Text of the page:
Difference Between Similar Terms and Objects

Difference Between Hypertext and Hyperlink

Both the terms hypertext and hyperlink are intertwined but they are very different. Both are integral parts of the World Wide Web. In fact, they are at the center of everything that constitutes the internet. They are powerful tools to send readers from one place to another.

Hypertext is simply a text or a phrase that links to another text. These links are references that redirect you to other web pages and these references are called hyperlinks. Almost every webpage we visit contains words or phrases that are linked to some other web pages via hyperlinks. I

n simple terms, hypertexts are connected by hyperlinks which are activated upon clicking or tapping of a mouse. When you hover over a hypertext it activates the hyperlink that redirects you to access additional information on other web pages.

Both are fundamental to navigating the World Wide Web. This article explains the difference between the two.

What is Hypertext?

Hypertext is an indexed presentation of text or chunks of text in electronic form with links to other texts. It’s simply a tool that binds a portion of text with some other portion of text mostly thought the use of certain keywords. Hypertext works just like bibliography, where you cite all the different sources you’ve used in researching your book as a subject, even if you don’t name them directly.

Hypertext documents connect various websites or web pages through the use of hyperlinks, which are activated when clicked or hover upon using a pointing device such as a mouse. When you click on a text that contains hyperlinks it redirects you to some other web page allowing you to access additional information regarding the subject. In simple terms, it’s just a word that’s attached with a link to other sources.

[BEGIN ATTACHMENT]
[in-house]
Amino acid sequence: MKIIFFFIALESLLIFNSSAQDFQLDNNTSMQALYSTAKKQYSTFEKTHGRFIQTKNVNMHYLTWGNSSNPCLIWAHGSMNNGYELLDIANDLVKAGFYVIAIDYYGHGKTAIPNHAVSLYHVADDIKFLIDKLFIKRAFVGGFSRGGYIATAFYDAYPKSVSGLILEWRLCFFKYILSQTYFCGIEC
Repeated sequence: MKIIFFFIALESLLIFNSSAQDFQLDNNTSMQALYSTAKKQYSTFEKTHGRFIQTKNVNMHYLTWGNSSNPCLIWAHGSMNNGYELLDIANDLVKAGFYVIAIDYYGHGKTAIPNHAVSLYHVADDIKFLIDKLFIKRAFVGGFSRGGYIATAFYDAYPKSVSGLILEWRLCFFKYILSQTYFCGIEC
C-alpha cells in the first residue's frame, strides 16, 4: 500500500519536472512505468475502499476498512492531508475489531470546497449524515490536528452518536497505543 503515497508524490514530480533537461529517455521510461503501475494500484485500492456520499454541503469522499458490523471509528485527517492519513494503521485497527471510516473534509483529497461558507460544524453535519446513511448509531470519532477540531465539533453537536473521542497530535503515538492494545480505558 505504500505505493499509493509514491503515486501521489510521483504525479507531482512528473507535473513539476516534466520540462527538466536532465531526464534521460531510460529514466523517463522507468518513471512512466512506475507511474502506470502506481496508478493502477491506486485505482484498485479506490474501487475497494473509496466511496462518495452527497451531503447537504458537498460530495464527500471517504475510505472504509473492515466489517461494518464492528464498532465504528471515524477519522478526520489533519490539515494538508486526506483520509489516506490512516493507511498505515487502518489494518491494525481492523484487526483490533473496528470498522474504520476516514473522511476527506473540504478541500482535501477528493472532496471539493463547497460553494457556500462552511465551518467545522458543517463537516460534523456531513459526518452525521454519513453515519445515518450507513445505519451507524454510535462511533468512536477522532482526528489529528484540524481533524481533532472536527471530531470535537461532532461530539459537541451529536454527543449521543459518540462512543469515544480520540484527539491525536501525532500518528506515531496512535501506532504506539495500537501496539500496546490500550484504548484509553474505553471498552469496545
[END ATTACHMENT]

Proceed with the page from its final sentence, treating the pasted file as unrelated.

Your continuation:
Hypertext is a non-linear presentation of text where the user has to go from one place to another in order to access the information in a linear fashion. The term hypertext was first coined by the renowned American philosopher and sociologist Ted Nelson in 1963. At its most basic level, hypertext lets you access an abundance of information through connected links or references.

For example, let’s take the word Facebook – it’s just a text that contains a hyperlink that redirects you to the official Facebook page when clicked upon. Another term hypermedia is often used in conjunction with hypertext except hypermedia is used to refer to graphics, sounds, and animations, instead of text.

What is Hyperlink?

Web pages written in hypertext are linked throughout the World Wide Web via references. These references are called hyperlinks.

Although both the terms are intertwined, hyperlinks are a fundamental part of the World Wide Web that allows users to navigate between web pages or sections of web pages. Each hyperlink is activated when clicked or hover upon with a pointing device and when it does, you are redirected to some other web page or to a particular section of the same web page.

Hyperlink is actually the URL (Universal Resource Locator) to which a hypertext directs you to access. Hyperlinks simply make it easy for you to navigate between web pages.